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The US government has specified a set of norms and criteria that degree-seeking international students in the F-1 and J-1 visa categories must follow while in the US. It is vital that students understand and follow the criteria; failure to follow one or more of the standards might result in a student’s status being revoked. International Student and Scholar Services (I.S.S.S.) is here to help you navigate these visa statuses and maintenance obligations.

International F-1 and J-1 students must maintain full-time enrollment throughout their program, maintain excellent academic standing, and show regular academic progress toward their degree goal, according to federal laws in the United States.

Each semester, students must register for classes by the end of the first week of classes. Minimum enrollment requirements must be met at registration. Undergraduate students must complete at least 12 credit hours per semester. In general, graduate students must be enrolled in at least 9 credit hours.

The F-1 visa allows a student to study at a school, college, seminary, or conservatory in the United States for a set amount of time.

The opportunity to study in the United States is the culmination of years of hard work and dedication for many students. Unless they are a U.S. citizen or have a green card, all prospective students must apply for a visa to study in the United States.

Because there are so many courses and places to study in the United States, the F-1 visa has a fairly broad scope, but it also has some very specific criteria. The first requirement is that you come to the United States with the intention of studying temporarily. In other words, this is not an immigrant visa.

You must be enrolled in an academic institution rather than training at a vocational school, as this will necessitate an M-1 visa. To accept foreign students on F-1 visas, your academic institution must be certified by the Department of Homeland Security (DHS) through the Student Exchange and Visitor Program (SEVP).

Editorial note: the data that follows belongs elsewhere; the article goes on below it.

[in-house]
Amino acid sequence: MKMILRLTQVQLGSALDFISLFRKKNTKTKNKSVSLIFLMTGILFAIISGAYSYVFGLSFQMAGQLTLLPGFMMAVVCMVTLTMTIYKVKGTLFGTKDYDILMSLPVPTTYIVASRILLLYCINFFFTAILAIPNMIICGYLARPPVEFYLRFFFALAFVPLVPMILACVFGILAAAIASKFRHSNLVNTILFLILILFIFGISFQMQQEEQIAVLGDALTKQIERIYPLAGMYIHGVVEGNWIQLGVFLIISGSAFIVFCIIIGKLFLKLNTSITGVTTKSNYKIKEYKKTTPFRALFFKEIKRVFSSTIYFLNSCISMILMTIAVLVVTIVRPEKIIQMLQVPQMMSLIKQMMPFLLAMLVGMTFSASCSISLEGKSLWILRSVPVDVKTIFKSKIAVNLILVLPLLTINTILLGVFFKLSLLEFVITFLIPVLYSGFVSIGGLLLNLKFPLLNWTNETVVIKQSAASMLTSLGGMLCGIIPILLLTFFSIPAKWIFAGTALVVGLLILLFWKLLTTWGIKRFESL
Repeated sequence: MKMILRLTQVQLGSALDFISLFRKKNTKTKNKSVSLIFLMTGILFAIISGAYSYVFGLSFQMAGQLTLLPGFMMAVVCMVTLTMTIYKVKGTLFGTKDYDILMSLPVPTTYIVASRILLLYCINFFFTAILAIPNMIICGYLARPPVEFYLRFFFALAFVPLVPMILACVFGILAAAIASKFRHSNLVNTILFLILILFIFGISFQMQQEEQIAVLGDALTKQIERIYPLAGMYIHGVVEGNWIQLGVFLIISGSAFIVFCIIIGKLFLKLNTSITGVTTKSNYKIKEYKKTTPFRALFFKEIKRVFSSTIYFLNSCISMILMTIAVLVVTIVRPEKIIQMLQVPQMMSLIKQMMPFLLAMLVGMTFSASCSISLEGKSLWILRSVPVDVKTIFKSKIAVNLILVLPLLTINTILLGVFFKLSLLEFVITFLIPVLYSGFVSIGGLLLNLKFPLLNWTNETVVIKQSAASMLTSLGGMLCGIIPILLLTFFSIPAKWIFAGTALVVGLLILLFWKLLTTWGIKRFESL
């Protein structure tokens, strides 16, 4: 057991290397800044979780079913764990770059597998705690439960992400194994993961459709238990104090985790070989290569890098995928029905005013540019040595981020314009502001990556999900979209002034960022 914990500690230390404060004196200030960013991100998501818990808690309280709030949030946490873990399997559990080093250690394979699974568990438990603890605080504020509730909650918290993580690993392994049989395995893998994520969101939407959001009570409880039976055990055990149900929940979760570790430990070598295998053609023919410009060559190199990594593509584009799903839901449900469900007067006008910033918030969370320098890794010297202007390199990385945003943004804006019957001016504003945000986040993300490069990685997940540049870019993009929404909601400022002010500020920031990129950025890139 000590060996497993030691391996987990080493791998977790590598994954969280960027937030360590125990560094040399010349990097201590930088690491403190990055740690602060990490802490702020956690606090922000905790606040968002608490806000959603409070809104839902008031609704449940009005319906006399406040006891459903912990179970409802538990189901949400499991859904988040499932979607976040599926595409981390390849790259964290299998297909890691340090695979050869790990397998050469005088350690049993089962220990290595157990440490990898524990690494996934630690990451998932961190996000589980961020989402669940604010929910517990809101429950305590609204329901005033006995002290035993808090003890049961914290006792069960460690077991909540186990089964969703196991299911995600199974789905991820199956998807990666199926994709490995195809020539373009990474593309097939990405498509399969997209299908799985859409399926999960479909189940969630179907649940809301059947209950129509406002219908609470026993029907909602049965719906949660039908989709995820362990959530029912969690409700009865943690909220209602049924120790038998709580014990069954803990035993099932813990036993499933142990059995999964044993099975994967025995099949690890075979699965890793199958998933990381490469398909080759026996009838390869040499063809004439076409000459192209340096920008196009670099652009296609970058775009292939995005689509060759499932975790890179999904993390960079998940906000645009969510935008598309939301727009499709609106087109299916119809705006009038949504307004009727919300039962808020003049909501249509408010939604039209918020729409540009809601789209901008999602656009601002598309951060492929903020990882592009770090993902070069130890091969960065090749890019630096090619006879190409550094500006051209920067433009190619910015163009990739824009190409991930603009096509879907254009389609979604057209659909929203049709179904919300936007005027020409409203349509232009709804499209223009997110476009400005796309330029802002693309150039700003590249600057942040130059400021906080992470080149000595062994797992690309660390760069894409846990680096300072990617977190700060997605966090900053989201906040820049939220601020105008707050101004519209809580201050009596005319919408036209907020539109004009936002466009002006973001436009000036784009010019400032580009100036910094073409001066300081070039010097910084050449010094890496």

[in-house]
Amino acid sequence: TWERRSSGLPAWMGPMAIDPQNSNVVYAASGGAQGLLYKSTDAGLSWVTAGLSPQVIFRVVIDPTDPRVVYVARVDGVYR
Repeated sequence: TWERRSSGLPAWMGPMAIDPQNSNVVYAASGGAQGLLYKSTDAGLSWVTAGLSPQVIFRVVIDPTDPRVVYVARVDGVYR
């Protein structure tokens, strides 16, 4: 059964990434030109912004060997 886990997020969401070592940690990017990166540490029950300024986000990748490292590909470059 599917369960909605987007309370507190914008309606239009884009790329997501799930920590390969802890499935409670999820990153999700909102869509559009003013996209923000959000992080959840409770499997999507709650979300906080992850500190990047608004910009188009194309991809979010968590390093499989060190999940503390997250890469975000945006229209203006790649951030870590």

You will be permitted to work, but because this is a non-immigrant visa, you will be limited in where and what you may do. Finally, while your husband and children may accompany you, they will be unable to work, but your children may enroll in school. They will be on F-2 visas and will be subject to the status of your visa.

Below are some things you need to know about the F-1 visa.

F-1 Visa Eligibility

The following are the prerequisites for an F-1 visa:

  • Apply and be accepted into a course of study at a SEVP-approved school in the United States. SEVP-approved schools are not just universities — they can also be high schools, seminaries, private elementary schools, conservatories, or a language program.
  • You must be enrolled as a full-time student at the institution.
  • You must be proficient in English or be enrolled in courses leading to English proficiency.
  • Have proof of sufficient financial funds to support study in the United States.
  • Have ties to your home country that show an intent to return after you finish studying in the United States, since the F-1 visa program is a temporary visa.
  • Live outside the United States when you apply.

The process of applying to and being accepted into a U.S. academic institution is the most time-consuming for many students. The visa application process is a sequence of processes that begin when you accept an enrollment offer.

The F-1 Visa Process